Canadian history is full of what historians like to call “defining moments” – events or decisions that put their stamp on the country and help to secure the legacy, for better or worse, of the government of the day.
Prime Minister Justin Trudeau and his minority Liberal government face one of those defining moments as they, along with their provincial partners, struggle to keep Canadians safe from the COVID-19 pandemic. The outcome of the struggle, which no one can yet predict, will inevitably colour history’s verdict on this Trudeau government.
History has been kind to the earlier Trudeau government – the one headed by Justin’s father Pierre. It seems destined to be remembered by the 1982 entrenchment of the Charter of Rights and Freedoms in a made-in Canada Constitution. The adoption of the Charter was certainly a defining moment, although to my mind it ranks second to an event that happened 12 years earlier.
I’m thinking of the FLQ crisis of October 1970 and that dramatic moment when Pierre Trudeau was being questioned on Parliament Hill by Tim Ralfe of the CBC. How far would the prime minister go to crush what the government was treating as an “apprehended insurrection?” Trudeau’s reply, “Just watch me,” said volumes about his steel will and his government’s determination to employ whatever measures it took – some of them excessive, as it turned out – to put down the FLQ.
If a defining moment took three words in 1970, it took only one word in 2003. The word was “no,” given by Prime Minister Jean Chrétien to President George W. Bush’s request that Canada join the United States and Britain in the invasion of Iraq. Bush did not have the support of the United Nations, and he wasn’t going to get Canada’s.
“I believe that Canada’s decision not to go to war in Iraq was one of the most important moments in our history,” Chrétien wrote in his memoirs. “It proved to us and to the world that we are a proud, independent nation. Could we as a government and as a people stand up to the strong pressures coming at us from the United States, the corporate interests, and the ideological press for the sake of our traditions and principles?”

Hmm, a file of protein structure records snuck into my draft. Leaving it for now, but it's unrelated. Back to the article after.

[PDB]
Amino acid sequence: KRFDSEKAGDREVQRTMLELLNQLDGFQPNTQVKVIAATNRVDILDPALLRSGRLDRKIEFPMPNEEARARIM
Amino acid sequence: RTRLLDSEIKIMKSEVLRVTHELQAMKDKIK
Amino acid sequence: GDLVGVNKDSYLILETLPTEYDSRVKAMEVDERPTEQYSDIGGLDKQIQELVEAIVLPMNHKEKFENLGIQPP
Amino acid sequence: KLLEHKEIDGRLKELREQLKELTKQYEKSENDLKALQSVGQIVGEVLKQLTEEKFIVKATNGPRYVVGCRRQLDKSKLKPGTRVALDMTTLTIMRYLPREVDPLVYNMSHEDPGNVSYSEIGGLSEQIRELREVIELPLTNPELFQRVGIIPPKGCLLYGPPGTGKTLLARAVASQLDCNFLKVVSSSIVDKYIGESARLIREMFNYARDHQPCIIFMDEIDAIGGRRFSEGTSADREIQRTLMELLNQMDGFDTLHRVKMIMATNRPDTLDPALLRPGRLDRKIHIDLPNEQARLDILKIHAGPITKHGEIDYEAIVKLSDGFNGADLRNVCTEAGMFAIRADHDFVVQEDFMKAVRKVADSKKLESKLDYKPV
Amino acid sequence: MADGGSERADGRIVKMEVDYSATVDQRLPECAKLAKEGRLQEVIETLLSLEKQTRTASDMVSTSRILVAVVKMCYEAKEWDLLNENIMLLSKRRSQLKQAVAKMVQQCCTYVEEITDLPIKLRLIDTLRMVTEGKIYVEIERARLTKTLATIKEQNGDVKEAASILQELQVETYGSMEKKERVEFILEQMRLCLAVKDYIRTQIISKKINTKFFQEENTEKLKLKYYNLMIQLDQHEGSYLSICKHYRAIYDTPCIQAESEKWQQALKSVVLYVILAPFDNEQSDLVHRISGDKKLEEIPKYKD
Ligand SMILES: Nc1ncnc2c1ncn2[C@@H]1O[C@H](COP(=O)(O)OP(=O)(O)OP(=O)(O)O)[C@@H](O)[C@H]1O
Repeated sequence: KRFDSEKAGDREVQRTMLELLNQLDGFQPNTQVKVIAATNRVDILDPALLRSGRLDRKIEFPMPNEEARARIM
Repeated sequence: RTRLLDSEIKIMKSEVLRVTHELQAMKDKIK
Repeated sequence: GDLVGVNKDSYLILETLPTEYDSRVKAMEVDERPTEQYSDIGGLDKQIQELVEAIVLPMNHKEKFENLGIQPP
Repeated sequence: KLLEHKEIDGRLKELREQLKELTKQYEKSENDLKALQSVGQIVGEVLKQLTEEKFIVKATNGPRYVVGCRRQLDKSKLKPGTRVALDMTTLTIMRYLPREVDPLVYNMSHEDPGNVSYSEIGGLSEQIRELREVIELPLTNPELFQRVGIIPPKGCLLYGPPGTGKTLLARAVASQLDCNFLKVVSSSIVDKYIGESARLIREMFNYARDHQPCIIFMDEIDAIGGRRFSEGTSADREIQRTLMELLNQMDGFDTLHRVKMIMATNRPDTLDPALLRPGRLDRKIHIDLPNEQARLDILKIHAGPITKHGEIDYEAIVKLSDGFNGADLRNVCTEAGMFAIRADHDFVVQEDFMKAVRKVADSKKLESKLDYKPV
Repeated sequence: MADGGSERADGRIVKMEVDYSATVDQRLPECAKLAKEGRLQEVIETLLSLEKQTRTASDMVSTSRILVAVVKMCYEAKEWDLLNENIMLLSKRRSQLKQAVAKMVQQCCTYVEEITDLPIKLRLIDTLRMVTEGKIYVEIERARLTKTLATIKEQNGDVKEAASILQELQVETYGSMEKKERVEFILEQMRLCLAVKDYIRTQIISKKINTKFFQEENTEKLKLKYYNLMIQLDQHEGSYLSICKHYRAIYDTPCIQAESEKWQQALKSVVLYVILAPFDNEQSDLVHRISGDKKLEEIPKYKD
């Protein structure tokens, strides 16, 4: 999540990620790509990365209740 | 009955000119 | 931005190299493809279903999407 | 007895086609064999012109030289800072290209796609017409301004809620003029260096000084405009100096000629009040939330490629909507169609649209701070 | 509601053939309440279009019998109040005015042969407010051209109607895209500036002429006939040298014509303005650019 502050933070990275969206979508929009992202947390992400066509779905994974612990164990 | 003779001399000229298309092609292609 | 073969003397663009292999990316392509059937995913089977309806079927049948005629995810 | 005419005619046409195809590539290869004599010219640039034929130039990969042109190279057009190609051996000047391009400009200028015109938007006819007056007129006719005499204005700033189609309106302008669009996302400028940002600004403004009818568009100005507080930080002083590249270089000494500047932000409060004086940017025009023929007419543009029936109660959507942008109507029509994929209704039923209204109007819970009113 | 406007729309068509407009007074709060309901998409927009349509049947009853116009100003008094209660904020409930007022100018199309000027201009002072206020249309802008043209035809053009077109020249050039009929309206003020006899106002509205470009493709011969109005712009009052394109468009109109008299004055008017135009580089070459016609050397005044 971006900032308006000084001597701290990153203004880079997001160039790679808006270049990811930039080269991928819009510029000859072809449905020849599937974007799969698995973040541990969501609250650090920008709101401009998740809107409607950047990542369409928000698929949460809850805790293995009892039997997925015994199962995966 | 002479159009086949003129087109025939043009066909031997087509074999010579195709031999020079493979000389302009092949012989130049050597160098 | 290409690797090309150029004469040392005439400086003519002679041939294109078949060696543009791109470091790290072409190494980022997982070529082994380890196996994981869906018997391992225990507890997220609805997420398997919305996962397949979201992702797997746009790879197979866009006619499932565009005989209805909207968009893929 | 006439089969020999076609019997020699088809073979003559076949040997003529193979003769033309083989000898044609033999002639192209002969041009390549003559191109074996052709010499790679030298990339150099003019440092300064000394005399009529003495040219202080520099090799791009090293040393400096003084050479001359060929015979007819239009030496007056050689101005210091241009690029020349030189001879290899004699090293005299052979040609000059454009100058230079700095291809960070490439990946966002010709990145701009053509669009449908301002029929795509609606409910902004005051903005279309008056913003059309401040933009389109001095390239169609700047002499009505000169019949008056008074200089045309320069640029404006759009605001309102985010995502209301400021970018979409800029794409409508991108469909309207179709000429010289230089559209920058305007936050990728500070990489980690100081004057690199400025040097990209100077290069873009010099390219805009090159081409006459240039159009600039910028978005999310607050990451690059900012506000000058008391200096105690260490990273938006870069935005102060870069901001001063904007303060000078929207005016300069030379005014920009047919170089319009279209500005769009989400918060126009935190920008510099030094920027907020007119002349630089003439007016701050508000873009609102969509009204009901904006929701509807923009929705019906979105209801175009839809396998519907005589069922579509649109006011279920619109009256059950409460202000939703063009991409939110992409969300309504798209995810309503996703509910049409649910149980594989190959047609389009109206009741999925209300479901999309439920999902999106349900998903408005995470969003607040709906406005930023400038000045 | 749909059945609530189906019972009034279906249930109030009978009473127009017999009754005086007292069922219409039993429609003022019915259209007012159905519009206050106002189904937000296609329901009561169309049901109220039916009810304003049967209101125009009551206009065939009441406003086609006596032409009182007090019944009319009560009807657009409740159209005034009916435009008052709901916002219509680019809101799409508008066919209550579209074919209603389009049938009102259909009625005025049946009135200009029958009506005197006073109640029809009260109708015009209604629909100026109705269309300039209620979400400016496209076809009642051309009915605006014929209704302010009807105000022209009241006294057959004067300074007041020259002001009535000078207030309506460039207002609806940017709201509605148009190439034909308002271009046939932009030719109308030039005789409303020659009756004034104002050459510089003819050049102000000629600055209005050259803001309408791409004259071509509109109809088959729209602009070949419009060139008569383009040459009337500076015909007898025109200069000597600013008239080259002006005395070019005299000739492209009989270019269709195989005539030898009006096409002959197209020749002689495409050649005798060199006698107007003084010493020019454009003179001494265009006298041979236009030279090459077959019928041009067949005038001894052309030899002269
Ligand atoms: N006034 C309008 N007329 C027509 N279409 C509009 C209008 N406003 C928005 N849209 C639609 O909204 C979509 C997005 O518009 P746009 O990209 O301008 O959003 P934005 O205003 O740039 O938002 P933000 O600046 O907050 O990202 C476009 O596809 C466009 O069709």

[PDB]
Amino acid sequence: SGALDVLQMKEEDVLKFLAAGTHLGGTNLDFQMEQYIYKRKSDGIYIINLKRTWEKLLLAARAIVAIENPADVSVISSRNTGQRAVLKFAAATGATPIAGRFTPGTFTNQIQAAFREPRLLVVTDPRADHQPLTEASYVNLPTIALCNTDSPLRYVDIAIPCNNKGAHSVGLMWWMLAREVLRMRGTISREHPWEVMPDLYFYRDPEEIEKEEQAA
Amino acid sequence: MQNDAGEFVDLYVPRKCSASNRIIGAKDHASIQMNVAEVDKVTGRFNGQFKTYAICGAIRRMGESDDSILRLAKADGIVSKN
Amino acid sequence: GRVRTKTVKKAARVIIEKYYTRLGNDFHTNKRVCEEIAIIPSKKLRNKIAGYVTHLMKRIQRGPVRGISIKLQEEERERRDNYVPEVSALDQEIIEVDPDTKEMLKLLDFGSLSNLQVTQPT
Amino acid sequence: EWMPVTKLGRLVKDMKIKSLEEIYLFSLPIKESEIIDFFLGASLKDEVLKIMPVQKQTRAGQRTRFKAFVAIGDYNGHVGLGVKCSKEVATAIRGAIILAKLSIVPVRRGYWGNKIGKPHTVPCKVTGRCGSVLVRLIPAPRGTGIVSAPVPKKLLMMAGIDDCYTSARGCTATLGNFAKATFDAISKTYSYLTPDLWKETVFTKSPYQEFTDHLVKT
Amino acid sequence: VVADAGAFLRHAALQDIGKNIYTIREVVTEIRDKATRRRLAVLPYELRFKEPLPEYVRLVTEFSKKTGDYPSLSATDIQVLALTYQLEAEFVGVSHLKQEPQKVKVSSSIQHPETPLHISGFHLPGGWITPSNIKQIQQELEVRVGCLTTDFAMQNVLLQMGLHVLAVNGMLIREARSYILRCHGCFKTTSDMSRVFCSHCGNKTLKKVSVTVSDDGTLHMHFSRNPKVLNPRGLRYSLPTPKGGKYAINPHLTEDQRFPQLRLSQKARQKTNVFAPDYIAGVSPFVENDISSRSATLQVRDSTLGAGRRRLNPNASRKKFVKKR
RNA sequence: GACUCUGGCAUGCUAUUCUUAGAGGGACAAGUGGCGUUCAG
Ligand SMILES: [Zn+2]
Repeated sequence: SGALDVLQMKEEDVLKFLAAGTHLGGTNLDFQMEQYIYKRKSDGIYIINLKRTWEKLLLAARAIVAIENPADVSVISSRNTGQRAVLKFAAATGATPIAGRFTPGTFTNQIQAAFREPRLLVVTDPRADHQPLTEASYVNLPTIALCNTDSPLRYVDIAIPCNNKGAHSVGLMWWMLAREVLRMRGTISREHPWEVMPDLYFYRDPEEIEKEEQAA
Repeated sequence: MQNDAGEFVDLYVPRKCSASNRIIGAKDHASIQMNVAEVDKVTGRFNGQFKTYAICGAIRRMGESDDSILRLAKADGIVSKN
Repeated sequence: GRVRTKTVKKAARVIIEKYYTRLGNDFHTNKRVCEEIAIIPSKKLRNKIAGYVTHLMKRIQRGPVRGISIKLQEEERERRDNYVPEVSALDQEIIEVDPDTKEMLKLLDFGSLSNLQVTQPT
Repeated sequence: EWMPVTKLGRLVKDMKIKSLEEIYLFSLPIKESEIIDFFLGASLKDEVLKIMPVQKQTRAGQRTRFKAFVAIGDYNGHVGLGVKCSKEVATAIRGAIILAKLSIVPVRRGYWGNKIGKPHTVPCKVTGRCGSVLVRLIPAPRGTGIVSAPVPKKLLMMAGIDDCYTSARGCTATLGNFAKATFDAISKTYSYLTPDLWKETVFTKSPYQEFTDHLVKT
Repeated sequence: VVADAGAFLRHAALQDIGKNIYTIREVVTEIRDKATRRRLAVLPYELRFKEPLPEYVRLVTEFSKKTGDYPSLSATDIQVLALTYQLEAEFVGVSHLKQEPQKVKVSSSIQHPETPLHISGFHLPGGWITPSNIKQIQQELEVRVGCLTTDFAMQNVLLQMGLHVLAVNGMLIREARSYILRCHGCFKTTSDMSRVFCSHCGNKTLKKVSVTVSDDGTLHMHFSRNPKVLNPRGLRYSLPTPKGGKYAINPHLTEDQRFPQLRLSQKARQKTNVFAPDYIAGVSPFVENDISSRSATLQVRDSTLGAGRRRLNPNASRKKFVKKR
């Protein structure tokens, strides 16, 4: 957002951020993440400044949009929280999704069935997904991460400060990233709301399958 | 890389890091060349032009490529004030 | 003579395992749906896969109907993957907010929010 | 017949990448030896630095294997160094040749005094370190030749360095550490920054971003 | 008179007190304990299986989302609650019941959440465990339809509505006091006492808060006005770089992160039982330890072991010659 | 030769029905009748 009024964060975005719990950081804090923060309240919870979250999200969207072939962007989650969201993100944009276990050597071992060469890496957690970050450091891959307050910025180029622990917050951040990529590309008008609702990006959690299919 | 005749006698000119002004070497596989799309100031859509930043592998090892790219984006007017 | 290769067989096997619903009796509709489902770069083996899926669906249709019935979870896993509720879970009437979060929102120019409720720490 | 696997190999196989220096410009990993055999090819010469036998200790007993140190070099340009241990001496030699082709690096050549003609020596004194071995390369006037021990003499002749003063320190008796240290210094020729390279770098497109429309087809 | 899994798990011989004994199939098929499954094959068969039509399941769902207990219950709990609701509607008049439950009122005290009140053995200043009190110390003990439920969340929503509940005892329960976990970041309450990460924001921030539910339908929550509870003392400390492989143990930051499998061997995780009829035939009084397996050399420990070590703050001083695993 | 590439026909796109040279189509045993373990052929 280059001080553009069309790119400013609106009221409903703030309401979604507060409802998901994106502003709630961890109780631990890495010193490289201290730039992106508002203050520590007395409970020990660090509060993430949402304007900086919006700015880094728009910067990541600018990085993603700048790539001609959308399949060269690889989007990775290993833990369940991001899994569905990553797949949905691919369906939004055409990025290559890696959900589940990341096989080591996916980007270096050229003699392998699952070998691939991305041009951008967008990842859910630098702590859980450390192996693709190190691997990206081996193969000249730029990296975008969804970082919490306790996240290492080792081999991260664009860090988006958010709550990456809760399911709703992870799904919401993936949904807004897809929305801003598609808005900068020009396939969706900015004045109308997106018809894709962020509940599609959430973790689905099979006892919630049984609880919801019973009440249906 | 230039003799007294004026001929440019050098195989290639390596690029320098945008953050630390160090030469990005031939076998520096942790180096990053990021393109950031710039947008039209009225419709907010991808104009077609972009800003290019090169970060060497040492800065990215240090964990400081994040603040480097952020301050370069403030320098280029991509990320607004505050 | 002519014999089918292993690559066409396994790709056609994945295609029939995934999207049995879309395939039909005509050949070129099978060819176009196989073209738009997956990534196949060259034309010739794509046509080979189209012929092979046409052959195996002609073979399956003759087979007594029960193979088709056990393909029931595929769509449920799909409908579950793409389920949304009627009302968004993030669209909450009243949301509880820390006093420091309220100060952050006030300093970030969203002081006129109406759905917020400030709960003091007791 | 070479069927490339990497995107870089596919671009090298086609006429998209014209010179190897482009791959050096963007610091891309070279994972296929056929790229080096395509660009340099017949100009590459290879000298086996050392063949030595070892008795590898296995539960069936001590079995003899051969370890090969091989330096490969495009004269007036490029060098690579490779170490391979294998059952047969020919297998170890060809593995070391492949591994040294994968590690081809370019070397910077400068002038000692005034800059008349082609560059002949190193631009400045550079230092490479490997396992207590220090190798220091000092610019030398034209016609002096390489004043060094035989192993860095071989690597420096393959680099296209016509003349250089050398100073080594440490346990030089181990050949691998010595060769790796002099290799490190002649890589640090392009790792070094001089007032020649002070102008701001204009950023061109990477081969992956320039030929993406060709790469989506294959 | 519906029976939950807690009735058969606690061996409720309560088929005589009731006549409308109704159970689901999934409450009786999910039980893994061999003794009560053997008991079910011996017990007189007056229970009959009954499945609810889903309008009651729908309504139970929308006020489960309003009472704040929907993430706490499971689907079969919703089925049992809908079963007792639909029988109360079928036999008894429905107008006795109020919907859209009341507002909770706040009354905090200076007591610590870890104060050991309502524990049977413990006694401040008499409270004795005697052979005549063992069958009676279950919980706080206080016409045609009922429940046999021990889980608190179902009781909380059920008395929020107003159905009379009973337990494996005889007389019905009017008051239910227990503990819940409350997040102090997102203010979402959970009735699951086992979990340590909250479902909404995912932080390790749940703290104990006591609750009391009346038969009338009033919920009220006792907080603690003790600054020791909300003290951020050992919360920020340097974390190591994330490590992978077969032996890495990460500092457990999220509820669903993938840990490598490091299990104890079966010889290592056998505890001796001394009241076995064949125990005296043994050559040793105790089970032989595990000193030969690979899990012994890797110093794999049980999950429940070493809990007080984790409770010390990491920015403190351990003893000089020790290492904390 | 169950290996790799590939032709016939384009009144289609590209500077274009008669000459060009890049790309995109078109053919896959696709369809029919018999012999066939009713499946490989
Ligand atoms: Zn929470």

A similar claim could be made for the decision of the Mackenzie King government not to join Britain, Australia and New Zealand in declaring war on Germany on Sept. 3, 1939. King waited for seven days – not because he was dithering, but because he needed to make the point that Canada was an independent country, no longer tied to mommy’s apron strings, and would make its own decisions about war and peace.
The defining moment for Brian Mulroney’s Conservative government was probably Oct. 3, 1987, when he announced the successful conclusion of the exceptionally difficult free trade negotiations with the United States. As he told reporters at 1:30 a.m. that day, “A hundred years from now what will be remembered is that it was done. The naysayers will be forgotten.”
Let’s go back a few years, to the days of Lester Pearson. Historians can debate whether the defining moment for his two minority Liberal governments was the adoption of the Canadian flag, raised on Parliament Hill on February 15, 1965, or passage of the National Medical Care Insurance Act (medicare, as we know it today) by the Commons on Dec. 8, 1966. Neither moment was won easily. Both Medicare and the maple leaf flag have both become enduring symbols of Canadian nationhood.
But back to Justin Trudeau and the pandemic. Justin is a nicer, gentler person than his father – his personality more like his mother’s than his dad’s. He has managed to display both his mother’s empathy and his father’s steel in his daily live-streamed status reports and announcements of unprecedented measures to be taken to contain the spread of COVID-19. He has been prepared to resist pressure from Donald Trump on border issues. And his willingness to empty Ottawa’s coffers in the battle against the virus would shock, and probably appall, politicians of his father’s era.
His legacy, however, will inevitably be tied to the outcome of the global war on the pandemic. Steel will and mountains of cash doled out from the steps of Rideau Cottage will help, but only to a point.